There was actually a mass invading this vein. That is where we wanted to use thrombolysis, really went a head and you can see the amount of thrombus. Cleared this out with some passage. You can see this here, the separator. You started seeing thrombus especially when

its acute it kind of looks like this. It's kind of gelatinous, things that we've already seen, and then went ahead and placed a stent, dilated that stent. Had to clean up some more with the device

on top of the stent, but with a good result without needing any TPA. Other types of extraction devices we've seen the Inari device, again this is like a stent Triever device, a nitinol ring we can use this in the pulmonary arteries.

And we've already seen previous and talked about the ClotTriever device Again remove that thrombus, put it into a bag and remove it. So again, capture and removal of thrombus. And this is a solution without the need of TPA. New kid in the block the JETi device

Again very similar to aspiration Indego device, but at the same time it has a jet to macerate the clot and kind of break up the clot a little to smaller areas so we can able to thromb and take more out. I think really here what I've seen and Dr. Razavi

showed me this case. Being able to treat a patient quickly, treat that patient very quickly you can see the amount of thrombus being able to, within about an hour and 15 minutes, get all that thrombus, then create patency in that vein and he showed

some early initial good data. Over the last year we did have a paper that was presented here and published this year in the Journal of Vascular Surgery, venous and lymphatic disorders and again pulled multiple patient's, again showing that

it affective and safe. We still need better data. We need to figure out which patients are best treated with which devices and which again will be affective. Thank-you very much.

- Thank you very much for the opportunity to speak carbon dioxide angiography, which is one of my favorite topics and today I will like to talk to you about the value of CO2 angiography for abdominal and pelvic trauma and why and how to use carbon dioxide angiography with massive bleeding and when to supplement CO2 with iodinated contrast.

Disclosures, none. The value of CO2 angiography, what are the advantages perhaps? Carbon dioxide is non-allergic and non-nephrotoxic contrast agent, meaning CO2 is the only proven safe contrast in patients with a contrast allergy and the renal failure.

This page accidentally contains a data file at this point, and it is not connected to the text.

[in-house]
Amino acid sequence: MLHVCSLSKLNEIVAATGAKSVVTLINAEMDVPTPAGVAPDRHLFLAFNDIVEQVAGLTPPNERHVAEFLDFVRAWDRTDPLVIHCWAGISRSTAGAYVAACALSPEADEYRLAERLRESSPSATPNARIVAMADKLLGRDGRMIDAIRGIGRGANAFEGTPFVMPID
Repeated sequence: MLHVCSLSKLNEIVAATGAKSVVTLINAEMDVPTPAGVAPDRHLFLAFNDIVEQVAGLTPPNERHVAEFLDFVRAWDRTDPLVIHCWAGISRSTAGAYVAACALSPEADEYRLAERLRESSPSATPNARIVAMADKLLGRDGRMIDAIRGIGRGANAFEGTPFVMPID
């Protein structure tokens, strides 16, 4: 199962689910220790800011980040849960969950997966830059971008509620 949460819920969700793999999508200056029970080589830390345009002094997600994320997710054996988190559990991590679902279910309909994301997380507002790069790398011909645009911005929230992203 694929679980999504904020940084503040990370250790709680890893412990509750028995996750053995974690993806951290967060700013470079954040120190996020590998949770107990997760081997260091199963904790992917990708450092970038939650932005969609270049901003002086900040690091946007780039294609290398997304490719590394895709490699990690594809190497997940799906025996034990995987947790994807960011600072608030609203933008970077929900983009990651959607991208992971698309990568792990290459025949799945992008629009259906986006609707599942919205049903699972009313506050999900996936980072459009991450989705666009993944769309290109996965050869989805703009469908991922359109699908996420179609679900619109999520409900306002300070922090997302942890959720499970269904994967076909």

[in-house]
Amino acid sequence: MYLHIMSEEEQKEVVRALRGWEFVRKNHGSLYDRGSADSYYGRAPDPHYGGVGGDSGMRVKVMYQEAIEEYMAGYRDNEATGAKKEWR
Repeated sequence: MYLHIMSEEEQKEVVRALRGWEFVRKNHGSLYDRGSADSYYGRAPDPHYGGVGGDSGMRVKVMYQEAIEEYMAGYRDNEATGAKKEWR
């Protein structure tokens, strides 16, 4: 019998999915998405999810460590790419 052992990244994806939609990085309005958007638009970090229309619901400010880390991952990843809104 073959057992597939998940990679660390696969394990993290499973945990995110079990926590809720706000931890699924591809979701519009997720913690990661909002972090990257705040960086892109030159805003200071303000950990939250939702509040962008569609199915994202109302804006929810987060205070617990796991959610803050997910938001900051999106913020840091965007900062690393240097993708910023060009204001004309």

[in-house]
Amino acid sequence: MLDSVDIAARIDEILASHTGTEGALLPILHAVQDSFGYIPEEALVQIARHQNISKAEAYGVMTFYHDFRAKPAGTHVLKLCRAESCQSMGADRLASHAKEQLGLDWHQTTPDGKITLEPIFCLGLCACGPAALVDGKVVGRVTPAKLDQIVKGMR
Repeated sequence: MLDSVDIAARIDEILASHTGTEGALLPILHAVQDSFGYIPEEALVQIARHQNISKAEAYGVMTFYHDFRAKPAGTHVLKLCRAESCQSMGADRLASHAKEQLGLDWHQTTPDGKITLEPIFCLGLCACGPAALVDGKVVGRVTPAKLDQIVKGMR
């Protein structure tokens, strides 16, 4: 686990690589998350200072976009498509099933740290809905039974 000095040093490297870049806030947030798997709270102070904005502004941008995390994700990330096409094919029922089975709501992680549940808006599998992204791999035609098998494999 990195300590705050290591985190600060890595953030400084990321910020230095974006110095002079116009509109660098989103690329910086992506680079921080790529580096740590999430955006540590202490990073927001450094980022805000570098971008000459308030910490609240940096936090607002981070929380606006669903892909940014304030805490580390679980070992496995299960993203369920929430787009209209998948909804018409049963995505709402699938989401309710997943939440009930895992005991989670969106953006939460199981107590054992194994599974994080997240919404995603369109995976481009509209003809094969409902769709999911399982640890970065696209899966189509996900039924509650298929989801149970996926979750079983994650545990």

Carbon dioxide is very highly soluble (20 to 30 times more soluble than oxygen). It's very low viscosity, which is a very unique physical property that you can take advantage of it in doing angiography and CO2 is 1/400 iodinated contrast in viscosity.

Because of low viscosity, now we can use smaller catheter, like a micro-catheter, coaxially to the angiogram using end hole catheter. You do not need five hole catheter such as Pigtail. Also, because of low viscosity, you can detect bleeding much more efficiently.

It demonstrates to the aneurysm and arteriovenous fistula. The other interesting part of the CO2 when you inject in the vessel the CO2 basically refluxes back so you can see the more central vessel. In other words, when you inject contrast, you see only forward vessel, whereas when you inject CO2,

you do a pass with not only peripheral vessels and also see more central vessels. So basically you see the vessels around the lesions and you can use unlimited volumes of CO2 if you separate two to three minutes because CO2 is exhaled by the respirations

so basically you can inject large volumes particularly when you have long prolonged procedures, and most importantly, CO2 is very inexpensive. Where there are basically two methods that will deliver CO2. One is the plastic bag system which you basically fill up with a CO2 tank three times and then empty three times

and keep the fourth time and then you connect to the delivery system and basically closest inject for DSA. The other devices, the CO2mmander with the angio assist, which I saw in the booth outside. That's FDA approved for CO2 injections and is very convenient to use.

It's called CO2mmander. So, most of the CO2 angios can be done with end hole catheter. So basically you eliminate the need for pigtail. You can use any of these cobra catheters, shepherd hook and the Simmons.

If you look at this image in the Levitor study with vascular model, when you inject end hole catheter when the CO2 exits from the tip of catheter, it forms very homogenous bolus, displaces the blood because you're imaging the blood vessel by displacing blood with contrast is mixed with blood, therefore as CO2

travels distally it maintains the CO2 density whereas contrast dilutes and lose the densities. So we recommend end hole catheter. So that means you can do an arteriogram with end hole catheter and then do a select arteriogram. You don't need to replace the pigtail

for selective injection following your aortographies. Here's the basic techniques: Now when you do CO2 angiogram, trauma patient, abdominal/pelvic traumas, start with CO2 aortography. You'll be surprised, you'll see many of those bleeding on aortogram, and also you can repeat, if necessary,

with CO2 at the multiple different levels like, celiac, renal, or aortic bifurcation but be sure to inject below diaphragm. Do not go above diaphragm, for example, thoracic aorta coronary, and brachial, and the subclavian if you inject CO2, you'll have some serious problems.

So stay below the diaphragm as an arterial contrast. Selective injection iodinated contrast for a road map. We like to do super selective arteriogram for embolization et cetera. Then use a contrast to get anomalies. Super selective injection with iodinated contrast